The Wilsons, Father and Son Nurses, A Father's Day Story
Sunday, June 20, is Father’s Day and we’re highlighting a BayCare father and son nursing duo. While it is not unusual to see mother and daughter nurses, father and son nurses probably aren’t so common.
According to the most recent study by the National Council of State Boards of Nursing (NCSBN), only about 9% of registered nurses (RNs) are male. That’s up slightly from about 7% in 2013.
The dad in our story is Jim, 64, a nurse since 1992 and an RN in the surgery department at St. Joseph’s Hospital-North (SJHN) in Lutz, where he’s worked since 2010.
His son, Ryan, 39, is an RN in the interventional radiology department at St. Joseph’s Hospital (SJH) in Tampa. Ryan’s been a nurse for seven years, with five of those years at St. Joseph’s.
Both Jim and Ryan went into nursing as career changes. Jim had worked in restaurant management and Ryan in retail.
Jim said that when he went to nursing school in the 1990s, there was still a stigma associated with male nurses.
“There were only three males in my graduating class of 230,” Jim said. “The perception has changed over the years. Nursing is a profession for anybody that cares for their fellow human beings. It is not gender specific, even though it might originally have had that stigma. It takes someone who has compassion, not what your gender, background or ethnicity is.”
When Ryan pondered a career change to nursing, he did not have to look far. Dad was a nurse and so was his mom, Susan, a registered nurse for 20 years. (Susan is now an attorney.) The nursing gene runs through their family. Susan’s mom – Ryan’s grandmother – was a nurse. Other family members who are nurses are Brian Curtis, an ICU nurse at SJHN, and Catie Liniger, a pediatric ICU nurse at St. Joseph’s Children’s Hospital.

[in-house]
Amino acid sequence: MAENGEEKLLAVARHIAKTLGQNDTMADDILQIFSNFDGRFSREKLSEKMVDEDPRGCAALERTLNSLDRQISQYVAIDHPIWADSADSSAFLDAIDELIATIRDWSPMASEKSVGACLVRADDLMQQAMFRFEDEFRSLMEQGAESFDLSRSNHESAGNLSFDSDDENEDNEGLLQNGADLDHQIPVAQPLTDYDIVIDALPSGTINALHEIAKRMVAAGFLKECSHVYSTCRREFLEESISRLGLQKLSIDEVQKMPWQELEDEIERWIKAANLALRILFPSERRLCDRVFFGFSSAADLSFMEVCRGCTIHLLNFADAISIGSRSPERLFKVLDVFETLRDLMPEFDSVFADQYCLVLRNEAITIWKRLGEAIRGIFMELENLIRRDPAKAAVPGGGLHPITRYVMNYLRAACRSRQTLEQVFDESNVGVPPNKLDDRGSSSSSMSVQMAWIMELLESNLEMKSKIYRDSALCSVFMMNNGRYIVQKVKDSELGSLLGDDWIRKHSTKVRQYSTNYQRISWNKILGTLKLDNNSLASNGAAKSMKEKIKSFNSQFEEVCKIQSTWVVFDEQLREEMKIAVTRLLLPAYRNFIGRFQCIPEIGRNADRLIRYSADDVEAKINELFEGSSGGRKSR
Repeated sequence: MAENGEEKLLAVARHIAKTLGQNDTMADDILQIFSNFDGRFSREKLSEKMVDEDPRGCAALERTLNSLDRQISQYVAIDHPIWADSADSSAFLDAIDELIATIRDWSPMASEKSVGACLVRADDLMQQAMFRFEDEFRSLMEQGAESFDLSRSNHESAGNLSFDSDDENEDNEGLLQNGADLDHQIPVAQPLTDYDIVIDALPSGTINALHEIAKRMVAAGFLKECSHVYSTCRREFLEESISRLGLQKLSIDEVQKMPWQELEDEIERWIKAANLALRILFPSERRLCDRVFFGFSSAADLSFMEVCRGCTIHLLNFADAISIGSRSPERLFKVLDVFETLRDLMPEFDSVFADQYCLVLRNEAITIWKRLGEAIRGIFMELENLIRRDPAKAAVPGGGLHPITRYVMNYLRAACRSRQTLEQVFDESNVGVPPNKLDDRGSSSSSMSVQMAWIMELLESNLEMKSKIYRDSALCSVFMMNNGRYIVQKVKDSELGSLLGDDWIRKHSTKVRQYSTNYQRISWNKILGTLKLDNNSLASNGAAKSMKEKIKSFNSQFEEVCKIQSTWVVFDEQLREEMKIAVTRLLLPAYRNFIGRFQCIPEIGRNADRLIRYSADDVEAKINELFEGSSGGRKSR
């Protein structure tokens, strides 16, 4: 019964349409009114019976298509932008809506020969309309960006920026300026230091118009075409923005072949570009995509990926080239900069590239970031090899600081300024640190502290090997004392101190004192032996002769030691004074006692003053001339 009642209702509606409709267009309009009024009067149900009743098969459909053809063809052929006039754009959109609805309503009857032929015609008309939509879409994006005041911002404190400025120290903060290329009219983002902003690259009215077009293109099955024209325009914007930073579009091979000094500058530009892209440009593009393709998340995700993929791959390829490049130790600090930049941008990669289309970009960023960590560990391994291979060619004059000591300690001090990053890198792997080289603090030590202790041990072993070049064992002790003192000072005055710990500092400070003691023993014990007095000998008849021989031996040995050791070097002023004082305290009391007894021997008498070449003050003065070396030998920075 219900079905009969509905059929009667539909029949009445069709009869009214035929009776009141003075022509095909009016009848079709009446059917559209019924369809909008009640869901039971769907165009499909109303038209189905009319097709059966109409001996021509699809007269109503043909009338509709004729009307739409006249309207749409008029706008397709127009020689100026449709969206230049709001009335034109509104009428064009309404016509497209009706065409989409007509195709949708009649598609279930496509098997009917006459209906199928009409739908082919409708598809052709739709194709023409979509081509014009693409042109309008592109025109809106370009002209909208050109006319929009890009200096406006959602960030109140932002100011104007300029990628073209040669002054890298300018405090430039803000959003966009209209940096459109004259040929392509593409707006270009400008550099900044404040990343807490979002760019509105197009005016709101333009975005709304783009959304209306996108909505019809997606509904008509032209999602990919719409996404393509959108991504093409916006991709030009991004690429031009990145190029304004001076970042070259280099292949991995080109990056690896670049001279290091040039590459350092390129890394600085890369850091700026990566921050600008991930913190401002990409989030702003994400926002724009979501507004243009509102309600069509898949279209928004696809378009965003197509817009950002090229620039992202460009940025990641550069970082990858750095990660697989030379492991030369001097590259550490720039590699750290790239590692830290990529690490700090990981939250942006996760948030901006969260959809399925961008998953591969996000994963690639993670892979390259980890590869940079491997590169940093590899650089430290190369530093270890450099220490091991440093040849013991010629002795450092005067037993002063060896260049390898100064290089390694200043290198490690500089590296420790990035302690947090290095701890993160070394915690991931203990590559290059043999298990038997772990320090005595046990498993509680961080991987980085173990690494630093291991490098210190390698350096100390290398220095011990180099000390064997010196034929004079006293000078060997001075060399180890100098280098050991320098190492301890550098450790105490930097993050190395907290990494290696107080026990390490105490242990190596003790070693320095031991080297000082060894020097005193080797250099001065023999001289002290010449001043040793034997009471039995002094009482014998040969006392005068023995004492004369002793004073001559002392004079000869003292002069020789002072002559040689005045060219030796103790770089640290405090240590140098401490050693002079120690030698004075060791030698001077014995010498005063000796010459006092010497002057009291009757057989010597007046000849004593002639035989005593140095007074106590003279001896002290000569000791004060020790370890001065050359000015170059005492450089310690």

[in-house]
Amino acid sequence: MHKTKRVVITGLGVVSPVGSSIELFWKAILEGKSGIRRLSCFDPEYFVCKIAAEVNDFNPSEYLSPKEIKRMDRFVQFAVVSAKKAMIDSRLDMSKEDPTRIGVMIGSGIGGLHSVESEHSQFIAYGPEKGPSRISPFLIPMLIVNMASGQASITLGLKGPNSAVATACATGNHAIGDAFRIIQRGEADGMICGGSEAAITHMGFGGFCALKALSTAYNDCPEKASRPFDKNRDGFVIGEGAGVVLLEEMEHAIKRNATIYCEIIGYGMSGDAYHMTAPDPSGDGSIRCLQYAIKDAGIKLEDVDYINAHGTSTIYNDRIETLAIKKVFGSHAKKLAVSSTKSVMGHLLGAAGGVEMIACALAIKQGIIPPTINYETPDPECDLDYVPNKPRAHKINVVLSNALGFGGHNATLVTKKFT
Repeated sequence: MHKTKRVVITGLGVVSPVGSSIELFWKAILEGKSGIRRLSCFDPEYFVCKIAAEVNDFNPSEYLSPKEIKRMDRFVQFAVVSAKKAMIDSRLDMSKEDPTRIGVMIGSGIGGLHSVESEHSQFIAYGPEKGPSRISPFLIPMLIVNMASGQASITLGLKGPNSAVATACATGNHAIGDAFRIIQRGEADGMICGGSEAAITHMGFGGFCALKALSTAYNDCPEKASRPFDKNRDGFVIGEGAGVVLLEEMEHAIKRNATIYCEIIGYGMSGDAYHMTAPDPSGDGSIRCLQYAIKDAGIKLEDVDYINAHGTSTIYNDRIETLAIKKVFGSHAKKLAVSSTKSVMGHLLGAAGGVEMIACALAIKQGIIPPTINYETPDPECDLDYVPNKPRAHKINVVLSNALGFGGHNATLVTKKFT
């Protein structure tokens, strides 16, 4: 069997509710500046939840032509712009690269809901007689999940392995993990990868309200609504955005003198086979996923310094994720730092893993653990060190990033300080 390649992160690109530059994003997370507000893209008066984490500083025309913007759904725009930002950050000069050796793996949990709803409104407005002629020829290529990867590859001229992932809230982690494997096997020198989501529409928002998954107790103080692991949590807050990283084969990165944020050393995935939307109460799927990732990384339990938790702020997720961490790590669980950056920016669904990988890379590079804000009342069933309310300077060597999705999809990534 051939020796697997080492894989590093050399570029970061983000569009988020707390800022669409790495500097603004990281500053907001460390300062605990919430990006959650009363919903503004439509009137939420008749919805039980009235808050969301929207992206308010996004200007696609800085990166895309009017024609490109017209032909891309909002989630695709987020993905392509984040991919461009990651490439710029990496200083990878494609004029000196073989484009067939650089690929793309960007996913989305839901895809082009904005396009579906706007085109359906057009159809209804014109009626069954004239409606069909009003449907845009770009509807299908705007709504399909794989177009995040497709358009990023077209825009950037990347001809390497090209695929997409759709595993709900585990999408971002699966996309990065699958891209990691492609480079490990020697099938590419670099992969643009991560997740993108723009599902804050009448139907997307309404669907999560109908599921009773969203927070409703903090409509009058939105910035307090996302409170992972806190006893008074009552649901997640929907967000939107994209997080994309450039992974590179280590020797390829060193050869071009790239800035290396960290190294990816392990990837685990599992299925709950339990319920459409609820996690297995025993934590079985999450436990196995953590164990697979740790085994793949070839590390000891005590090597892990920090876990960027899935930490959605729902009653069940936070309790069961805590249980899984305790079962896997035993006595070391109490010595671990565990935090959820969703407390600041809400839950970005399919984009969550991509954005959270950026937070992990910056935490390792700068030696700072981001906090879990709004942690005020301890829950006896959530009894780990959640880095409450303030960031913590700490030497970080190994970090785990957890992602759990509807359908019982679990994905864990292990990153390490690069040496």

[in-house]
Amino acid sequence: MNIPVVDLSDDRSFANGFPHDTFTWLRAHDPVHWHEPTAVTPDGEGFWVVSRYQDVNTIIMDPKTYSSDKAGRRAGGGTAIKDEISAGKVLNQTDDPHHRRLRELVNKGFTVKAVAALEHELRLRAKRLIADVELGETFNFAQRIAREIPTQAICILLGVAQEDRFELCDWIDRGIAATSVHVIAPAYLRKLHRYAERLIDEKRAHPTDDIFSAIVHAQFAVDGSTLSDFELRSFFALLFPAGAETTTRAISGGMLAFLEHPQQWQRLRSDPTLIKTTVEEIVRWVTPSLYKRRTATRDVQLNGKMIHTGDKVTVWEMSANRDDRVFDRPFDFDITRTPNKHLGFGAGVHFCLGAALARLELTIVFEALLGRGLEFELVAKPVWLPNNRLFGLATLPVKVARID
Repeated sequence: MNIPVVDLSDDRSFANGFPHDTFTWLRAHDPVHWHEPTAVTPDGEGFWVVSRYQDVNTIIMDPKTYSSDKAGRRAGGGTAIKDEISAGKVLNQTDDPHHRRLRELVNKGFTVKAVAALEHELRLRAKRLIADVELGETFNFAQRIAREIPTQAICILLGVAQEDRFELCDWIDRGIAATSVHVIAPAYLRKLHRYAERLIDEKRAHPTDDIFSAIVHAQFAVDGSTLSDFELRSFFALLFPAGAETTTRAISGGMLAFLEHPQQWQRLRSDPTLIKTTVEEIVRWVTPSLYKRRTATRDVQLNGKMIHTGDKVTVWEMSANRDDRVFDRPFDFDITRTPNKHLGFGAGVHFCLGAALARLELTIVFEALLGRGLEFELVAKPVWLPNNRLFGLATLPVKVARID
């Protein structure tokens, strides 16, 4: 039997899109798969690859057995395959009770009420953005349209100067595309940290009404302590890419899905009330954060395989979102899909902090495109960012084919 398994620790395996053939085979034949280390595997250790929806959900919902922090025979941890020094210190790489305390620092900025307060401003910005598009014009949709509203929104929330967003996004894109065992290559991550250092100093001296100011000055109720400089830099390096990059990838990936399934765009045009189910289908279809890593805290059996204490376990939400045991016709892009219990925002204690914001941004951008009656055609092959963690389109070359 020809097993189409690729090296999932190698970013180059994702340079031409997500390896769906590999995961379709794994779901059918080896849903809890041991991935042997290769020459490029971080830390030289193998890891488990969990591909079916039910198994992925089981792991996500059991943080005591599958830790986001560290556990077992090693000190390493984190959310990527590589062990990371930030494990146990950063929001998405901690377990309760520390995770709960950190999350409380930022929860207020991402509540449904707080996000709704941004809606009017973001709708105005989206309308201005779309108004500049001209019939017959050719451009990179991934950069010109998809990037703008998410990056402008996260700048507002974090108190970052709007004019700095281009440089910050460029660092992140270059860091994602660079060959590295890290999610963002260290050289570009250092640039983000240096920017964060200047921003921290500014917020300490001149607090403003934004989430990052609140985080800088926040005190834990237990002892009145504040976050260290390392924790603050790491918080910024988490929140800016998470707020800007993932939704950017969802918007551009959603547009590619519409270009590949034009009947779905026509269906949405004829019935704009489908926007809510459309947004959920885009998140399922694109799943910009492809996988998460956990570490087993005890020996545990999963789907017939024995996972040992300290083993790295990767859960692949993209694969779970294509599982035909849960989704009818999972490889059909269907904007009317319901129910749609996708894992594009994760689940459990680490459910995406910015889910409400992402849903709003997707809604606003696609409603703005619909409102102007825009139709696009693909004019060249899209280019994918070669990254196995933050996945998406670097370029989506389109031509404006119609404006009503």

“I always was exposed to the nursing profession for the majority of my life,” Ryan said. “My Dad did not necessarily inspire me to be a nurse, but I was always aware that the option was there.”
Ryan is mechanically inclined and hands-on, so being an interventional radiology nurse suits him.
“I get to use a lot of equipment and constantly am learning new things,’’ he said. “Nursing allows you a lot of flexibility. There is job security, nurses are always in demand and it is rewarding – the satisfaction of helping people. Nursing may have been a female-dominated profession, but it is a great career for women and men.”
It’s not surprising that there is a lot of shop talk among the Wilsons.
“My dad and I both work in a procedural environment, so we talk about that a lot,” Ryan said. “Plus, my Mom was a nurse, so she relates to our conversations and adds her perspective.”
Earlier this year, Jim and Ryan were honored by their respective hospitals within weeks of each other. Jim was awarded a Clinical Nurse Excellence Lifetime Achievement Award from SJHN, while Ryan was named SJH’s Team Member of the Month for May.
The common thread in the awards nomination documents submitted by their peers and management was the Wilsons’ leadership abilities and qualities.
“I’m proud of my Dad,” Ryan said. “I’m especially proud when people talk to me and speak so highly of him.”
Dad is equally proud of his son.
“He has taken his talents to the nursing profession and put them to good use,” Jim said. “He’s always been a leader. I like to think we’re cut from the same cloth.”